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More than 32 million workers impacted by pandemic in Vietnam
Jan 08. 2021A worker at the apparel and clothing company Hưng Việt, based in the northern province of Hưng Yên, with Japan being its main export market. — VNA/VNS Photo Trần Việt
By Viet Nam News/ANN
HÀ NỘI — The labour market in the fourth quarter of 2020 showed many signs of improvement compared to the previous quarter, but many in Việt Nam still suffered from job or income losses, according to the General Statistics Office of Việt Nam (GSO).
In Wednesday meeting reviewing the labour market situation of the fourth quarter and whole of 2020, GSO noted that as of December, there were are 32.1 million people aged 15 years and over negatively affected by the COVID-19 pandemic, including losing their jobs, taking time off work, and reducing working hours.
Up to 69.2 per cent of people faced income reductions, 39.9 per cent had to cut working hours and take time off work, and about 14 per cent had to stop working altogether.
The service sector was most affected by the pandemic with 71.6 per cent of workers affected, followed by industry and construction with 64.7 per cent, and the agriculture, forestry and fishery sector with 26.4 per cent.
The labour force aged 15 and over in the fourth quarter of 2020 was 55.1 million people, an increase of 563,800 people compared to the previous quarter, but lower than the same period of 2019.
This once again confirmed the recovery of the labour market after recording a decline in the second quarter of 2020.
Generally in 2020, the labour force aged 15 and over reached 54.6 million people, a decrease of 1.2 million people compared to 2019.
Out of the 1.2 million people pushed into unemployment, 51.6 per cent were women and most of them of working age.
In the 2016-2019 period, the average annual labor force increased 0.8 per cent. If the workforce in 2020 maintained the same growth rate as in the 2016-2019 period and there was no COVID-19 pandemic, Việt Nam’s economy would have 1.6 million more employees.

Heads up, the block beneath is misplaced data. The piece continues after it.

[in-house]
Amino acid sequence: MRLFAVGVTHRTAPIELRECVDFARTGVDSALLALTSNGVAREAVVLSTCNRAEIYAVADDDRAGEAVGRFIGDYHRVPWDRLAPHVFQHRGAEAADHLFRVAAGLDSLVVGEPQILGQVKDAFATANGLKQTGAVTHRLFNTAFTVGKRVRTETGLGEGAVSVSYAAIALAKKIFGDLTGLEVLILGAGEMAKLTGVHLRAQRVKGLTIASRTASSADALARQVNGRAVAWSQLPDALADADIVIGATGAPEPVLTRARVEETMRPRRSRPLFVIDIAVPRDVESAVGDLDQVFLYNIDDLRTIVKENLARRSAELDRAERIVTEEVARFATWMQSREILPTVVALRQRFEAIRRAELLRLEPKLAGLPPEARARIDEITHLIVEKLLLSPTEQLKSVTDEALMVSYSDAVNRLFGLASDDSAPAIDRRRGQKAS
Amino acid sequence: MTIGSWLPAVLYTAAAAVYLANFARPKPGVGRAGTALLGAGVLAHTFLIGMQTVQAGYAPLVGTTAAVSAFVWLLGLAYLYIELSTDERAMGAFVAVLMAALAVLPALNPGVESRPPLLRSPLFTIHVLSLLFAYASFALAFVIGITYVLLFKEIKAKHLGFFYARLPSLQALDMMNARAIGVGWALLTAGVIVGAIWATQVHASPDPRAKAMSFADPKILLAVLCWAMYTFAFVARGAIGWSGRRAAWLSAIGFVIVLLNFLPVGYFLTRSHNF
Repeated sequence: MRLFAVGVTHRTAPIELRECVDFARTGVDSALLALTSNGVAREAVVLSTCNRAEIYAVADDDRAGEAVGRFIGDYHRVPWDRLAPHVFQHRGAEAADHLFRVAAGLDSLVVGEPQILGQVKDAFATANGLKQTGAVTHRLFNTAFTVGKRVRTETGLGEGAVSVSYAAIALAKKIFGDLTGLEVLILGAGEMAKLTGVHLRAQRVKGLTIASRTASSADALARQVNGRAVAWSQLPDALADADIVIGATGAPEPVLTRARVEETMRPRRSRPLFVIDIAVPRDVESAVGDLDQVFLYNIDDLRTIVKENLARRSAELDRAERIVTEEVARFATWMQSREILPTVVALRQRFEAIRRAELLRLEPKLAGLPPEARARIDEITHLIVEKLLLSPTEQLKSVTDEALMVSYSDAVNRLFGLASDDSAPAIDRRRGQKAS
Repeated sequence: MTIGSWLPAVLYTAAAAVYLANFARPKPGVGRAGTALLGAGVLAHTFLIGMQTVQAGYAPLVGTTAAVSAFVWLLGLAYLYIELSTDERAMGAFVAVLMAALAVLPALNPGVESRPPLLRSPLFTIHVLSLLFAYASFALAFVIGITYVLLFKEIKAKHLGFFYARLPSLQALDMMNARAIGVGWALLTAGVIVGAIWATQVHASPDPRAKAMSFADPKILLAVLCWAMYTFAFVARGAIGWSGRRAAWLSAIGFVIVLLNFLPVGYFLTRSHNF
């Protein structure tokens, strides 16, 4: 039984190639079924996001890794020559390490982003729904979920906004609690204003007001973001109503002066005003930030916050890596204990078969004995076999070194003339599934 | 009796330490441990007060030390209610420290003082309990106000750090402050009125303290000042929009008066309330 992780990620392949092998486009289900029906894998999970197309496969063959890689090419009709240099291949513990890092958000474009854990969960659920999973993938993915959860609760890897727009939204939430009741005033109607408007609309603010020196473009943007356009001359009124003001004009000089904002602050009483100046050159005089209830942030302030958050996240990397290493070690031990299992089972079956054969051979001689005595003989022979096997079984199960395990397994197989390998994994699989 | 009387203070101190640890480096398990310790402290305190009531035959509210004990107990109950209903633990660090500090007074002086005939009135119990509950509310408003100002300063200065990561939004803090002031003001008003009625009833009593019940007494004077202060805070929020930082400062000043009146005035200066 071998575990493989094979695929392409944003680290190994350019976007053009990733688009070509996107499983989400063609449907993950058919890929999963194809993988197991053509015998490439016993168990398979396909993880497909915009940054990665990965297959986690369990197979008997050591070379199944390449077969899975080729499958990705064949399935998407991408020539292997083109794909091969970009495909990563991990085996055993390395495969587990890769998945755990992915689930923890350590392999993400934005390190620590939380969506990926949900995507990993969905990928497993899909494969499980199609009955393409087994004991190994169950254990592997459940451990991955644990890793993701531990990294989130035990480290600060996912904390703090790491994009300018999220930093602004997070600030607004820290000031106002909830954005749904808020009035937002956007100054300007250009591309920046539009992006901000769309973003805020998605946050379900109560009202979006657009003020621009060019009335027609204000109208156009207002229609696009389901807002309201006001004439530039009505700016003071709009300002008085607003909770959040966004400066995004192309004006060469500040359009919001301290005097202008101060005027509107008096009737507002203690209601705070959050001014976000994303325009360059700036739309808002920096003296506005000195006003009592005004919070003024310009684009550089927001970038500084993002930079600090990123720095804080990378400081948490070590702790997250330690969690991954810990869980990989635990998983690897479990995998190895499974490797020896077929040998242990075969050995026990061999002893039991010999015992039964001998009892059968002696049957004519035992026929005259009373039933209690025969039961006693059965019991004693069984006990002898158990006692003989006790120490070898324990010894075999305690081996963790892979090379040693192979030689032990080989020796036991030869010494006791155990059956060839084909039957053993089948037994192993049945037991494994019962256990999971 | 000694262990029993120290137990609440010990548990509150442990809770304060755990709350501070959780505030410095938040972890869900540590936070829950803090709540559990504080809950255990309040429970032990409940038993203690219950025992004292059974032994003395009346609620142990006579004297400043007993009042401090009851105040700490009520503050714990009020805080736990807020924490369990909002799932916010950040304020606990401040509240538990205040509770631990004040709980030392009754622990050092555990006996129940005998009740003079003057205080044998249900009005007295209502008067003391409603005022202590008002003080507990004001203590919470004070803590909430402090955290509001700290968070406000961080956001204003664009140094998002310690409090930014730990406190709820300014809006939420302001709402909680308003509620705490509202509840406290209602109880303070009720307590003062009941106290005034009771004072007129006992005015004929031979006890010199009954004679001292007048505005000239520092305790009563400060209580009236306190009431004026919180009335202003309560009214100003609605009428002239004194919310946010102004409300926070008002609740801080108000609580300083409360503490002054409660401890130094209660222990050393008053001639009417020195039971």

In other words, the pandemic has deprived 1.6 million people of the opportunity to enter the labour market.
Average monthly income of employees in the fourth quarter of 2020 reached VNĐ5.7 million (US$247), up VNĐ212,000 (US$9.1) against the previous quarter and down VNĐ108,000 from the same period of 2019.
For the first time in 10 years, Việt Nam’s economy has witnessed a serious decline in the number of people entering the labour market and the number of people employed.
The average income of workers was also down. The indicators on the unemployment rate, underemployment rate and the rate of workers with informal jobs have all increased in contrast to the decreasing trend in recent years.
With the development of the COVID-19 pandemic, especially a new variant of the virus that has a higher spread, the effects of the disease on life and production will be very unpredictable.
In order to proactively respond and adapt to the evolution of the pandemic to both control the pandemic and promote production and business, it is necessary to carry out several measures and policies.
First, the government should offer policies to help businesses overcome difficulties and avoid bankruptcy as well as help labourers keep their jobs. The policies will also motivate production and business development.
Second, the government should further deploy assistance packages, diversify forms of assistance and open more vocational training programmes, especially for female labourers, manual labourers and part-time labourers, contributing to social welfare stabilisation and economic recovery from the pandemic.
At present, about 75 per cent of the Vietnamese labour force are not trained. This is a major limitation of the Vietnamese economy in the context of a pandemic still spreading and the fourth industrial revolution taking place around the world.
The low quality of the labour force will be a barrier of opportunities to adapt and catch up with new technology trends and new business methods.
Therefore, in the future, Việt Nam needs to actively renew and implement training and retraining policies to improve the quality of human resources to adapt to the requirements of economic growth and development. — VNS